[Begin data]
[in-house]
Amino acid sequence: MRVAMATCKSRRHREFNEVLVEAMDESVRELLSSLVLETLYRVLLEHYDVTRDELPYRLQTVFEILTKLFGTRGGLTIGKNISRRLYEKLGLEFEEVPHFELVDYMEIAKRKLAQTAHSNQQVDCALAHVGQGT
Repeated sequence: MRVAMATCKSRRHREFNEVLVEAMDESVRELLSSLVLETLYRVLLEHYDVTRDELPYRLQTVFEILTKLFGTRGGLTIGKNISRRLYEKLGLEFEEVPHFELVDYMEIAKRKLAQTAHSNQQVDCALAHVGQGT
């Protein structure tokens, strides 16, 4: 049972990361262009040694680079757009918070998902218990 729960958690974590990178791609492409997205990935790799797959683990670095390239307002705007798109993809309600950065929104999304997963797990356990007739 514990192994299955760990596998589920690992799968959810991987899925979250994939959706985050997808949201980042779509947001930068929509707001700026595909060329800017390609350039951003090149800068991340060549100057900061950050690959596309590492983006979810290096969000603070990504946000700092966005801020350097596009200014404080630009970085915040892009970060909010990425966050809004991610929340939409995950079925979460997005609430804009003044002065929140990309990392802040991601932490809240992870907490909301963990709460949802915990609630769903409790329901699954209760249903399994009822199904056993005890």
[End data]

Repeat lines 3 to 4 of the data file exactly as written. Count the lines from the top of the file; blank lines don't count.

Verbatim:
Repeated sequence: MRVAMATCKSRRHREFNEVLVEAMDESVRELLSSLVLETLYRVLLEHYDVTRDELPYRLQTVFEILTKLFGTRGGLTIGKNISRRLYEKLGLEFEEVPHFELVDYMEIAKRKLAQTAHSNQQVDCALAHVGQGT
């Protein structure tokens, strides 16, 4: 049972990361262009040694680079757009918070998902218990 729960958690974590990178791609492409997205990935790799797959683990670095390239307002705007798109993809309600950065929104999304997963797990356990007739 514990192994299955760990596998589920690992799968959810991987899925979250994939959706985050997808949201980042779509947001930068929509707001700026595909060329800017390609350039951003090149800068991340060549100057900061950050690959596309590492983006979810290096969000603070990504946000700092966005801020350097596009200014404080630009970085915040892009970060909010990425966050809004991610929340939409995950079925979460997005609430804009003044002065929140990309990392802040991601932490809240992870907490909301963990709460949802915990609630769903409790329901699954209760249903399994009822199904056993005890």